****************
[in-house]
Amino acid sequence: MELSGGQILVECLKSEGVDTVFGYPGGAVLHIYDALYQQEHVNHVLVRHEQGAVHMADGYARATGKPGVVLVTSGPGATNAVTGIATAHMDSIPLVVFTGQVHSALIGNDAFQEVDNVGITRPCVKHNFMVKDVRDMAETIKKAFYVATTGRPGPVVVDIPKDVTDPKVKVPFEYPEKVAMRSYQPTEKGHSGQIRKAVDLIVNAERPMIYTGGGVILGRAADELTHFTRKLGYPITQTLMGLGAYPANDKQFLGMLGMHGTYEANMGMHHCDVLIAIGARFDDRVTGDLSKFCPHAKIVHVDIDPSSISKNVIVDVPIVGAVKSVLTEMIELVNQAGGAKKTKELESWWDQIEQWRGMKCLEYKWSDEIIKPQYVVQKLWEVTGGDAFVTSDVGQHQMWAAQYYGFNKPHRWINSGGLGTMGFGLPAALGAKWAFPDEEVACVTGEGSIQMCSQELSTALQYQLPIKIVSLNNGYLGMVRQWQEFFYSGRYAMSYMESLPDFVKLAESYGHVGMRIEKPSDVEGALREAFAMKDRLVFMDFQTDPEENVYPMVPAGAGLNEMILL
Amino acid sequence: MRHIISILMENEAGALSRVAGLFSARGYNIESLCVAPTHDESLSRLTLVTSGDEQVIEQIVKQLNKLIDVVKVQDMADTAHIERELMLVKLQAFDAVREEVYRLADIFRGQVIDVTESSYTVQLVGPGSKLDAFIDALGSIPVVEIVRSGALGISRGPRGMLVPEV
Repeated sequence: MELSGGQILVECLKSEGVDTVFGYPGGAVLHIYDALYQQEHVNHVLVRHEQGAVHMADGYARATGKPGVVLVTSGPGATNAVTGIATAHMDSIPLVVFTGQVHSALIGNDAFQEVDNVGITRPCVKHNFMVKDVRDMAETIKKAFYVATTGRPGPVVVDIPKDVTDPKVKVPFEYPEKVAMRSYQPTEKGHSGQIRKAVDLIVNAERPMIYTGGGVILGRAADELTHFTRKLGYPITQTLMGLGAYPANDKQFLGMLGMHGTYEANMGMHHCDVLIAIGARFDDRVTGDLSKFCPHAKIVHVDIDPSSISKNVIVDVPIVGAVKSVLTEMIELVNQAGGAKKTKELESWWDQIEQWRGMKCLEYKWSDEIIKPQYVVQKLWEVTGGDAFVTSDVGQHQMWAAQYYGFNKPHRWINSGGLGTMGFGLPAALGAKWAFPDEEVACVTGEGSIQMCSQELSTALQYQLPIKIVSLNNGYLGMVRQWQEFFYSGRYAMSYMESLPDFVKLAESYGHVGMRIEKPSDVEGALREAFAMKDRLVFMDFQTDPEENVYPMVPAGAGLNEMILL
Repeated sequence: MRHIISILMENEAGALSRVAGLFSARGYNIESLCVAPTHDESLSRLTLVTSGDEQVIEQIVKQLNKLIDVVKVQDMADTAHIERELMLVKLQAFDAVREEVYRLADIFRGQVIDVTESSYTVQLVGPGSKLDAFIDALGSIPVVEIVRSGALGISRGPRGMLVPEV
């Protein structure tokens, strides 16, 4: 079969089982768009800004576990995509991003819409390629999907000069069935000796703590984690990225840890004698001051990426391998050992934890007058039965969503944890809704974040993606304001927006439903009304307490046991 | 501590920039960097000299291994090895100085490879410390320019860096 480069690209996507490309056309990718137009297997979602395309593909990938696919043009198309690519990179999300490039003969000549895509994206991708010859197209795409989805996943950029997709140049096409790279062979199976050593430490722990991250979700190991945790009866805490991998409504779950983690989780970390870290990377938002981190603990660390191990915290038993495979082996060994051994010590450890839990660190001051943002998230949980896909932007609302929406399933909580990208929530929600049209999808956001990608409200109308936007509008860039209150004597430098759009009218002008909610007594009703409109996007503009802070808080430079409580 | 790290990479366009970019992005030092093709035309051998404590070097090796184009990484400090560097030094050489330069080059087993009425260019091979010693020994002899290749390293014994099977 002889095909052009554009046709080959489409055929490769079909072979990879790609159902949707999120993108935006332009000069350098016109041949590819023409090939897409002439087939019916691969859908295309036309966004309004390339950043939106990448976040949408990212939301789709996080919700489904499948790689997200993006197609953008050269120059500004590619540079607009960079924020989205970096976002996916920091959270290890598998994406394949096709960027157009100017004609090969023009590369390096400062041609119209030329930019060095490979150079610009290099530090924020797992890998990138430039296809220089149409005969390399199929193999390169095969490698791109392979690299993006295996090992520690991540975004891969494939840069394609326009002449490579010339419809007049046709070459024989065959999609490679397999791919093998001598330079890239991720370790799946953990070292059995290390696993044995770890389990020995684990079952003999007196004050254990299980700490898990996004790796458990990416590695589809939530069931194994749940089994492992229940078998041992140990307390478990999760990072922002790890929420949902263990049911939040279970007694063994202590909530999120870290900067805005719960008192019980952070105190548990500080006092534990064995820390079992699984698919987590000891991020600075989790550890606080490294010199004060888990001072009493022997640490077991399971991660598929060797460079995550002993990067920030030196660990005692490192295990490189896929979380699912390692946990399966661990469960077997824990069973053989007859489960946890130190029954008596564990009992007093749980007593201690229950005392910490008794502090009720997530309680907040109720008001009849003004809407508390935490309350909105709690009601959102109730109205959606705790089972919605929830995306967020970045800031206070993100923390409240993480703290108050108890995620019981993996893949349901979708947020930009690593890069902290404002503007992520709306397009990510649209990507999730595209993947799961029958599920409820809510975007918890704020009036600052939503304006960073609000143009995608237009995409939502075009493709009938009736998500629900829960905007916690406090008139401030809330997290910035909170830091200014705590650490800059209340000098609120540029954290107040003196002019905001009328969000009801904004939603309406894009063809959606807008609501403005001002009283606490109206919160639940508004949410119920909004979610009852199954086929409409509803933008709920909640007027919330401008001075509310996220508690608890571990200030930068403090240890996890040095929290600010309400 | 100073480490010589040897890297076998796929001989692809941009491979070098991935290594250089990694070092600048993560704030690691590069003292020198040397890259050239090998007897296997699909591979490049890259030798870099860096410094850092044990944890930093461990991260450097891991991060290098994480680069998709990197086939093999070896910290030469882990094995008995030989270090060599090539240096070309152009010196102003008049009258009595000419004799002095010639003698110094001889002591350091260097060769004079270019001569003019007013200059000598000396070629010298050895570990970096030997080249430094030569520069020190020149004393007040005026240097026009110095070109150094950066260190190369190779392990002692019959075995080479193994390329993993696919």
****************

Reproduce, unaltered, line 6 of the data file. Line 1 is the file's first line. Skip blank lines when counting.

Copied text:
């Protein structure tokens, strides 16, 4: 079969089982768009800004576990995509991003819409390629999907000069069935000796703590984690990225840890004698001051990426391998050992934890007058039965969503944890809704974040993606304001927006439903009304307490046991 | 501590920039960097000299291994090895100085490879410390320019860096 480069690209996507490309056309990718137009297997979602395309593909990938696919043009198309690519990179999300490039003969000549895509994206991708010859197209795409989805996943950029997709140049096409790279062979199976050593430490722990991250979700190991945790009866805490991998409504779950983690989780970390870290990377938002981190603990660390191990915290038993495979082996060994051994010590450890839990660190001051943002998230949980896909932007609302929406399933909580990208929530929600049209999808956001990608409200109308936007509008860039209150004597430098759009009218002008909610007594009703409109996007503009802070808080430079409580 | 790290990479366009970019992005030092093709035309051998404590070097090796184009990484400090560097030094050489330069080059087993009425260019091979010693020994002899290749390293014994099977 002889095909052009554009046709080959489409055929490769079909072979990879790609159902949707999120993108935006332009000069350098016109041949590819023409090939897409002439087939019916691969859908295309036309966004309004390339950043939106990448976040949408990212939301789709996080919700489904499948790689997200993006197609953008050269120059500004590619540079607009960079924020989205970096976002996916920091959270290890598998994406394949096709960027157009100017004609090969023009590369390096400062041609119209030329930019060095490979150079610009290099530090924020797992890998990138430039296809220089149409005969390399199929193999390169095969490698791109392979690299993006295996090992520690991540975004891969494939840069394609326009002449490579010339419809007049046709070459024989065959999609490679397999791919093998001598330079890239991720370790799946953990070292059995290390696993044995770890389990020995684990079952003999007196004050254990299980700490898990996004790796458990990416590695589809939530069931194994749940089994492992229940078998041992140990307390478990999760990072922002790890929420949902263990049911939040279970007694063994202590909530999120870290900067805005719960008192019980952070105190548990500080006092534990064995820390079992699984698919987590000891991020600075989790550890606080490294010199004060888990001072009493022997640490077991399971991660598929060797460079995550002993990067920030030196660990005692490192295990490189896929979380699912390692946990399966661990469960077997824990069973053989007859489960946890130190029954008596564990009992007093749980007593201690229950005392910490008794502090009720997530309680907040109720008001009849003004809407508390935490309350909105709690009601959102109730109205959606705790089972919605929830995306967020970045800031206070993100923390409240993480703290108050108890995620019981993996893949349901979708947020930009690593890069902290404002503007992520709306397009990510649209990507999730595209993947799961029958599920409820809510975007918890704020009036600052939503304006960073609000143009995608237009995409939502075009493709009938009736998500629900829960905007916690406090008139401030809330997290910035909170830091200014705590650490800059209340000098609120540029954290107040003196002019905001009328969000009801904004939603309406894009063809959606807008609501403005001002009283606490109206919160639940508004949410119920909004979610009852199954086929409409509803933008709920909640007027919330401008001075509310996220508690608890571990200030930068403090240890996890040095929290600010309400 | 100073480490010589040897890297076998796929001989692809941009491979070098991935290594250089990694070092600048993560704030690691590069003292020198040397890259050239090998007897296997699909591979490049890259030798870099860096410094850092044990944890930093461990991260450097891991991060290098994480680069998709990197086939093999070896910290030469882990094995008995030989270090060599090539240096070309152009010196102003008049009258009595000419004799002095010639003698110094001889002591350091260097060769004079270019001569003019007013200059000598000396070629010298050895570990970096030997080249430094030569520069020190020149004393007040005026240097026009110095070109150094950066260190190369190779392990002692019959075995080479193994390329993993696919």